The unveiling of the Martin Luther King, Jr. National Memorial this weekend provides a clear opportunity to reflect on the work of this icon. When he was assassinated in April 1968, Dr. King was in Memphis lending his support to striking garbage sanitation workers who were seeking to have their union, the American Federation of State, County and Municipal Employees, (AFSCME) recognized so they could negotiate a contract that raised their standard of living.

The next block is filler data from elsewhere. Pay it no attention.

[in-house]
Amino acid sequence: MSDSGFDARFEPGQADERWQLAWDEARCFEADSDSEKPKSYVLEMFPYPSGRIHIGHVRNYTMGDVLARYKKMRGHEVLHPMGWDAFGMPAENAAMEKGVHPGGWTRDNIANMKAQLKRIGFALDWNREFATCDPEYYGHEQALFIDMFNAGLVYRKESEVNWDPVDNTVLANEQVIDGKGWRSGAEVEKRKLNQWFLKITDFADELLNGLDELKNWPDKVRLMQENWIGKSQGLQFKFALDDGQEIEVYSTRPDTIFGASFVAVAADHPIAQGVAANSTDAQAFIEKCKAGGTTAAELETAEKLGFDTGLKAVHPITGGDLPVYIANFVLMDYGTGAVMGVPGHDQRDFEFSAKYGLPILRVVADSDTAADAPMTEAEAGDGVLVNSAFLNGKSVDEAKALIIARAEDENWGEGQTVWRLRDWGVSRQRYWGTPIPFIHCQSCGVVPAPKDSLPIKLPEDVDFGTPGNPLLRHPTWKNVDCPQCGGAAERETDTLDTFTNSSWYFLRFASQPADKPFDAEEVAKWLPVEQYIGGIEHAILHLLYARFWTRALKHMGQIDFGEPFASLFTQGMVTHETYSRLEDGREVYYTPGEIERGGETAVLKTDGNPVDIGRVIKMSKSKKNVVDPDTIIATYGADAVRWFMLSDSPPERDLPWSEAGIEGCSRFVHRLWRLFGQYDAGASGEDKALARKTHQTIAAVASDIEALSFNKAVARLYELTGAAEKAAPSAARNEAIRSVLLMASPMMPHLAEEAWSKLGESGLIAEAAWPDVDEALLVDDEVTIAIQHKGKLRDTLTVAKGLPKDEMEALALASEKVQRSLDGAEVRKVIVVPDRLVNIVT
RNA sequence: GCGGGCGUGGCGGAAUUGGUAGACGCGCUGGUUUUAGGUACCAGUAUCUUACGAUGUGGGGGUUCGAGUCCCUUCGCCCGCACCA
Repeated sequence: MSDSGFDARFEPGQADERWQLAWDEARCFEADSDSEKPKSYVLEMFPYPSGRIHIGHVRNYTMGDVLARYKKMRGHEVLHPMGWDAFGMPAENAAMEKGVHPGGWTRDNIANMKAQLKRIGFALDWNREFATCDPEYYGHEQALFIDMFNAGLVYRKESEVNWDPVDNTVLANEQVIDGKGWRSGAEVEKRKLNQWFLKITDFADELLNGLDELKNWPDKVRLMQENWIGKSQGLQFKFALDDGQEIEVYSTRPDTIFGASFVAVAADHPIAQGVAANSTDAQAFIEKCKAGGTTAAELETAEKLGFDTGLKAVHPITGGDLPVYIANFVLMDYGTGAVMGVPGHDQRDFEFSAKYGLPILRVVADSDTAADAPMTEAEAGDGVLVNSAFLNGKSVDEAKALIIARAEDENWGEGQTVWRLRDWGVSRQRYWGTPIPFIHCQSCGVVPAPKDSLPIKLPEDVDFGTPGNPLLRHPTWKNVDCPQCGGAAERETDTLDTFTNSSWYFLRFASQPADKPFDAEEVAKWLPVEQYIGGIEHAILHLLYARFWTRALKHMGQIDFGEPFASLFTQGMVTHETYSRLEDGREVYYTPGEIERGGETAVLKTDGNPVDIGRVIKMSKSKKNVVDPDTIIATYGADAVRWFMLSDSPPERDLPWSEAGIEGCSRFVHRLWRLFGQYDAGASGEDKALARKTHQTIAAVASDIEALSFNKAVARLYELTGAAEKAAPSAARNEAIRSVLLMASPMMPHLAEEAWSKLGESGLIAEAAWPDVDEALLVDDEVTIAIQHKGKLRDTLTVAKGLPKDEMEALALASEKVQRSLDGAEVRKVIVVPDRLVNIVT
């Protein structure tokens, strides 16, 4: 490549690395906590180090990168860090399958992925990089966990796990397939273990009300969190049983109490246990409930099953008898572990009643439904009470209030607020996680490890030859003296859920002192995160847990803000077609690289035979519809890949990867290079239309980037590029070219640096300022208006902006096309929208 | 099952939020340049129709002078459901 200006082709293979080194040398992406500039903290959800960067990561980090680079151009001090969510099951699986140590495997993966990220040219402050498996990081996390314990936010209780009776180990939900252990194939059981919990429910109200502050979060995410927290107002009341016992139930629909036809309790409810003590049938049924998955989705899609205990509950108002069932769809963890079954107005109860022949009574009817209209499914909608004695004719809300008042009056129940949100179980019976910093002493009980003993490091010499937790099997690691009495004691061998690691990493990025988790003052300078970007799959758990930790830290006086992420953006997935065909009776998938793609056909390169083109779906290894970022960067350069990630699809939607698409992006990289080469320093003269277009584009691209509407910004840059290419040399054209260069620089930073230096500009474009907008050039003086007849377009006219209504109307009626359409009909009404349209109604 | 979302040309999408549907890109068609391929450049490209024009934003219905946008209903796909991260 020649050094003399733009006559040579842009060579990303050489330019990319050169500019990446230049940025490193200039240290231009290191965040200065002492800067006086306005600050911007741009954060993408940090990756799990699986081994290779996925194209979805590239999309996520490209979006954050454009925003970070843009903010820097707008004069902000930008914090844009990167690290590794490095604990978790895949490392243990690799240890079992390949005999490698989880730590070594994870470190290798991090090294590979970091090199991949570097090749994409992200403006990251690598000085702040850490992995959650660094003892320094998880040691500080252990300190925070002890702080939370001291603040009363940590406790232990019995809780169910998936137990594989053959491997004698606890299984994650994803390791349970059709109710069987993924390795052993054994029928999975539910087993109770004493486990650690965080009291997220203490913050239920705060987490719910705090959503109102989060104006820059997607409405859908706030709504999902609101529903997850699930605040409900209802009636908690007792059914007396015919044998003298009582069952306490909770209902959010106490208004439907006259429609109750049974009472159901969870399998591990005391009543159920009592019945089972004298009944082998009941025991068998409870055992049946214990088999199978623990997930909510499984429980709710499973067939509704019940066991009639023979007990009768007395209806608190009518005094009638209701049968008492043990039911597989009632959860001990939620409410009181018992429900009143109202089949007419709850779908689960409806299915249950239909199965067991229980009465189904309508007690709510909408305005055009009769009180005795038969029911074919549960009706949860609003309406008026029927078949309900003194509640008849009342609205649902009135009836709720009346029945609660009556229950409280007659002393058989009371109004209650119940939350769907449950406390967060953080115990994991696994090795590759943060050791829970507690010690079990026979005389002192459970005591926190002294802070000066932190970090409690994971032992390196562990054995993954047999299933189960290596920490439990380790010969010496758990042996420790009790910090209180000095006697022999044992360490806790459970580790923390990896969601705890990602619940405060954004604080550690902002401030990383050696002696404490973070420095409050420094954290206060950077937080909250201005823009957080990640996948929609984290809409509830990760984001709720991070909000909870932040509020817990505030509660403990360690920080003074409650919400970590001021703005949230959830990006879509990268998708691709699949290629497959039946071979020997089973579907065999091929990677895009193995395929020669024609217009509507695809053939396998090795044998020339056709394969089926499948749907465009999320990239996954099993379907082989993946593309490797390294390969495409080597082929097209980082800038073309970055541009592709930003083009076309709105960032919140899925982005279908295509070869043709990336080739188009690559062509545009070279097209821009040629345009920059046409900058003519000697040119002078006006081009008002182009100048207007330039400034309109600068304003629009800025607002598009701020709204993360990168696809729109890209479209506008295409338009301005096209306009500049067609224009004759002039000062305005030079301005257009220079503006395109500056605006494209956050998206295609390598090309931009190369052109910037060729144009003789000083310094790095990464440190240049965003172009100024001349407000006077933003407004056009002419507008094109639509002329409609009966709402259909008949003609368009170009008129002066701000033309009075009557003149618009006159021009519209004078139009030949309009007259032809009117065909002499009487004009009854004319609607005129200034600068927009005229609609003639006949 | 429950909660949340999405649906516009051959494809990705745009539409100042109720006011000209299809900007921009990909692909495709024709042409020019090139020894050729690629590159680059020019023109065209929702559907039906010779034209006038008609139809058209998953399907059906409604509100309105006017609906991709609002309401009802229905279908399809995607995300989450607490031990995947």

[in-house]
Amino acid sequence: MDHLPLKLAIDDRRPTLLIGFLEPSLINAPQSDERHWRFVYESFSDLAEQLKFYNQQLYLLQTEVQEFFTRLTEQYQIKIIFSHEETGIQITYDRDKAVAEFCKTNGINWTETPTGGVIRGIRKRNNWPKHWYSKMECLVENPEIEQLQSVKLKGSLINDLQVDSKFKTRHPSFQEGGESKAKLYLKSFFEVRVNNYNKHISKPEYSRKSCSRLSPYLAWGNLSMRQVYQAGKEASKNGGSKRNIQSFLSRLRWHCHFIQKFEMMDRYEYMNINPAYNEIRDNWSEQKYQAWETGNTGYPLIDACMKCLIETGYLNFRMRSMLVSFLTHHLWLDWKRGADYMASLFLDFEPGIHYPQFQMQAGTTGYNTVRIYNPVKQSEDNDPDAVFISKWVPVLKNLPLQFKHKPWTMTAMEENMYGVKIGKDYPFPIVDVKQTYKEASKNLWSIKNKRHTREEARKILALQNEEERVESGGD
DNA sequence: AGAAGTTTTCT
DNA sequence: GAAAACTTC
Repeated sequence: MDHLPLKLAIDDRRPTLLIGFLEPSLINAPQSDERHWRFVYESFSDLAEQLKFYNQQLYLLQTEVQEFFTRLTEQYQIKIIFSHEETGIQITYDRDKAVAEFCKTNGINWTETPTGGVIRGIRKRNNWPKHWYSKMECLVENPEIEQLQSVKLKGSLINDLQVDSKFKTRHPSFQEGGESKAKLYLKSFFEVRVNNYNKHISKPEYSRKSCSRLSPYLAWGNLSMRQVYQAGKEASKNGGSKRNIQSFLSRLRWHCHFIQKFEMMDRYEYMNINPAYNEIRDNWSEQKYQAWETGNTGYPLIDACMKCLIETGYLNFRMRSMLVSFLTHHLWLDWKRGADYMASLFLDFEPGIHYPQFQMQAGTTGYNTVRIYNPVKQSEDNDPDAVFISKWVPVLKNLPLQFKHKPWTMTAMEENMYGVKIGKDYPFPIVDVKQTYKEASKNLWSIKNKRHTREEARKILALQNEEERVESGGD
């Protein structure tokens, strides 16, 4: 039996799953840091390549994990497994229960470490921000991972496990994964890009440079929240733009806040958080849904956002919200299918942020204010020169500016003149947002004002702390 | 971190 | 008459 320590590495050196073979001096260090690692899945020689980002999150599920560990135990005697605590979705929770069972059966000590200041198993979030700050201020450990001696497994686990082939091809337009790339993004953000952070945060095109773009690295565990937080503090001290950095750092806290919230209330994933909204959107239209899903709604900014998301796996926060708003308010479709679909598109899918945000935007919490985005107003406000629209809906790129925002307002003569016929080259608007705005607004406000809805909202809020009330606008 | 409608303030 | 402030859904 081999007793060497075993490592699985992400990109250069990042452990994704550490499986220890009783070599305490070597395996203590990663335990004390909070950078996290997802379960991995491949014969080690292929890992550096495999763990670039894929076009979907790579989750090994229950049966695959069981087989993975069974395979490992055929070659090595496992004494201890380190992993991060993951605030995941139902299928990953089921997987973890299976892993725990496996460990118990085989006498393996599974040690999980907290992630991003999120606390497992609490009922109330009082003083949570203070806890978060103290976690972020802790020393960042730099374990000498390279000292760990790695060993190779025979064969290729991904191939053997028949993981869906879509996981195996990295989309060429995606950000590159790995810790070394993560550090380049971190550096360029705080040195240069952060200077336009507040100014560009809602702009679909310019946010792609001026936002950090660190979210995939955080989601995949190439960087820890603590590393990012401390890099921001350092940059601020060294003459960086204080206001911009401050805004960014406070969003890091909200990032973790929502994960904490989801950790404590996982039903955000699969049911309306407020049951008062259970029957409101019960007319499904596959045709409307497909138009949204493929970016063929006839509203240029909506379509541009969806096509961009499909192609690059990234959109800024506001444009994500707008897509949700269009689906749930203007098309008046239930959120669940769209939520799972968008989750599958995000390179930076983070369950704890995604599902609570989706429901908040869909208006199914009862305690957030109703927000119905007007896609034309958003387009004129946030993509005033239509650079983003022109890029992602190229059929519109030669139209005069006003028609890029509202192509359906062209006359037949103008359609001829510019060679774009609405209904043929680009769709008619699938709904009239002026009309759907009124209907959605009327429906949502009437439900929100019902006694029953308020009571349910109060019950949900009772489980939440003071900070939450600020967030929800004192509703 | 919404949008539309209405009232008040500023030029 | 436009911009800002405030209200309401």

Dr. King’s support of the labor movement as a pathway to better jobs and justice did not just begin in 1968. Throughout much of his life, he advocated as much for economic equality as he did for racial equality. He once stated that it did no good for a man to eat at an integrated lunch counter if that same man could not afford to buy a hamburger at the establishment.